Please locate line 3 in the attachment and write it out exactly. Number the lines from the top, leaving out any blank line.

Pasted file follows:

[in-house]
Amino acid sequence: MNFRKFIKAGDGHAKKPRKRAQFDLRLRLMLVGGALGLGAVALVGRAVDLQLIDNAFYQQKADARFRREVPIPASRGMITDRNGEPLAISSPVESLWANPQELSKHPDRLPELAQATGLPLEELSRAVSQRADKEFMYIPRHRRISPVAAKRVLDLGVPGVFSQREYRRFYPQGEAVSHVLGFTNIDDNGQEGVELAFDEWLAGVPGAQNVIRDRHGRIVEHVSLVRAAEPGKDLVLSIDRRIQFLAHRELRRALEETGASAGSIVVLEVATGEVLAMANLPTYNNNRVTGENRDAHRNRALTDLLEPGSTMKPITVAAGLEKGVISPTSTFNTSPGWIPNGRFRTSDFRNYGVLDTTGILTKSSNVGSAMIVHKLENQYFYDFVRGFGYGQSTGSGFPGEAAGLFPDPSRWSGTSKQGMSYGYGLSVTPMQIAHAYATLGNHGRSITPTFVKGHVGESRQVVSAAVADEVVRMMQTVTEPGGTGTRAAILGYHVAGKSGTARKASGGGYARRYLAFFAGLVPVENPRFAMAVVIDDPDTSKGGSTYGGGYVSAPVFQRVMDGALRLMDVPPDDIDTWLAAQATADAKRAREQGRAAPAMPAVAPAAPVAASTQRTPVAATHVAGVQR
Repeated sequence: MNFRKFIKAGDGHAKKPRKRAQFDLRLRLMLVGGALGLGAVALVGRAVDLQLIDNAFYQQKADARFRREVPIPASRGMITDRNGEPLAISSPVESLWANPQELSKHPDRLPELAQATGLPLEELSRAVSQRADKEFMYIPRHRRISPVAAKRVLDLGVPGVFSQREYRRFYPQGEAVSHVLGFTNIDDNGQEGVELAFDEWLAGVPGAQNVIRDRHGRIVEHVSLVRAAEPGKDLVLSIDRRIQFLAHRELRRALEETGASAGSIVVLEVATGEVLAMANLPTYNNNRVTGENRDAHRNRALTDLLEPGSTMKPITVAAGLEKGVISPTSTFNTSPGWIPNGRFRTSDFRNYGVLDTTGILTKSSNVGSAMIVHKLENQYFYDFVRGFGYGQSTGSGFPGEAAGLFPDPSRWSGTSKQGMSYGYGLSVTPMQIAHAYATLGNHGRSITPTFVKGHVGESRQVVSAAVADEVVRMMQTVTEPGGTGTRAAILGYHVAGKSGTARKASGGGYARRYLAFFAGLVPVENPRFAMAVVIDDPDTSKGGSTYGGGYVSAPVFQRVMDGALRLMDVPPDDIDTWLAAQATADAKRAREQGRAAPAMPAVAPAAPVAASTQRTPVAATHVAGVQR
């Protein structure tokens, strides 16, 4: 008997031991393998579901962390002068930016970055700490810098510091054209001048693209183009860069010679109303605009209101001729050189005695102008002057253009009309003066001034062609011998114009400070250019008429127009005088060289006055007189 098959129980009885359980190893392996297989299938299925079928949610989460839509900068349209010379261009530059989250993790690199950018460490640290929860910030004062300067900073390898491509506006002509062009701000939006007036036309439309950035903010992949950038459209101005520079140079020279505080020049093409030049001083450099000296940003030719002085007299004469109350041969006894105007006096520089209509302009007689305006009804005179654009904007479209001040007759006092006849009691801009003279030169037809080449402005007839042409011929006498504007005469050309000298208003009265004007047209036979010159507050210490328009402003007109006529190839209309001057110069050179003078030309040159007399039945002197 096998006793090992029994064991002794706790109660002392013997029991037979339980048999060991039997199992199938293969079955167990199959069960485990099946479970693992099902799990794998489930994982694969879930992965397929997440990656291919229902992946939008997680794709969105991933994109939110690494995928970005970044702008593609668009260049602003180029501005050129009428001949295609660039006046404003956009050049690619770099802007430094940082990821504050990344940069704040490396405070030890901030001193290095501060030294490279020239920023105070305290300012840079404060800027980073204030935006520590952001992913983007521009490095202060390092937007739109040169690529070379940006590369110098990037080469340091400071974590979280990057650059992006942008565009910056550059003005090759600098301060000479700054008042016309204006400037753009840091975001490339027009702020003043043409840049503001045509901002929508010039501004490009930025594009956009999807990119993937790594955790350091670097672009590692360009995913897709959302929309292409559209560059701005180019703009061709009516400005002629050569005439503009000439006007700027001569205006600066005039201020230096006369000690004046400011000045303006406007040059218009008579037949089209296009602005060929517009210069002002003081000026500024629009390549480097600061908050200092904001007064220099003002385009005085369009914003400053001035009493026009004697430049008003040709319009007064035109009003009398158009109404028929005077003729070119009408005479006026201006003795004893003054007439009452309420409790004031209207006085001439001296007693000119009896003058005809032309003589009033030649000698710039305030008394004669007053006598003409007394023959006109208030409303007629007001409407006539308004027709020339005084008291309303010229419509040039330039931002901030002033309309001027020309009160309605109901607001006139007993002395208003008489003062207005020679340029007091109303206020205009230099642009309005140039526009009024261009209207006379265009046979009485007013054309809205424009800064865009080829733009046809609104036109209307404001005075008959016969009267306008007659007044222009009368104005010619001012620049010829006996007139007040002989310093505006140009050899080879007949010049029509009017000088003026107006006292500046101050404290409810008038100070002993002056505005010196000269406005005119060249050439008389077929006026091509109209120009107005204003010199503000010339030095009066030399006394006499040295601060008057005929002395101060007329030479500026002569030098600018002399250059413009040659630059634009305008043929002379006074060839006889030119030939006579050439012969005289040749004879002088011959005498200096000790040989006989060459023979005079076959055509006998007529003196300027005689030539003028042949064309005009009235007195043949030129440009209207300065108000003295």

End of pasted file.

Repeated sequence: MNFRKFIKAGDGHAKKPRKRAQFDLRLRLMLVGGALGLGAVALVGRAVDLQLIDNAFYQQKADARFRREVPIPASRGMITDRNGEPLAISSPVESLWANPQELSKHPDRLPELAQATGLPLEELSRAVSQRADKEFMYIPRHRRISPVAAKRVLDLGVPGVFSQREYRRFYPQGEAVSHVLGFTNIDDNGQEGVELAFDEWLAGVPGAQNVIRDRHGRIVEHVSLVRAAEPGKDLVLSIDRRIQFLAHRELRRALEETGASAGSIVVLEVATGEVLAMANLPTYNNNRVTGENRDAHRNRALTDLLEPGSTMKPITVAAGLEKGVISPTSTFNTSPGWIPNGRFRTSDFRNYGVLDTTGILTKSSNVGSAMIVHKLENQYFYDFVRGFGYGQSTGSGFPGEAAGLFPDPSRWSGTSKQGMSYGYGLSVTPMQIAHAYATLGNHGRSITPTFVKGHVGESRQVVSAAVADEVVRMMQTVTEPGGTGTRAAILGYHVAGKSGTARKASGGGYARRYLAFFAGLVPVENPRFAMAVVIDDPDTSKGGSTYGGGYVSAPVFQRVMDGALRLMDVPPDDIDTWLAAQATADAKRAREQGRAAPAMPAVAPAAPVAASTQRTPVAATHVAGVQR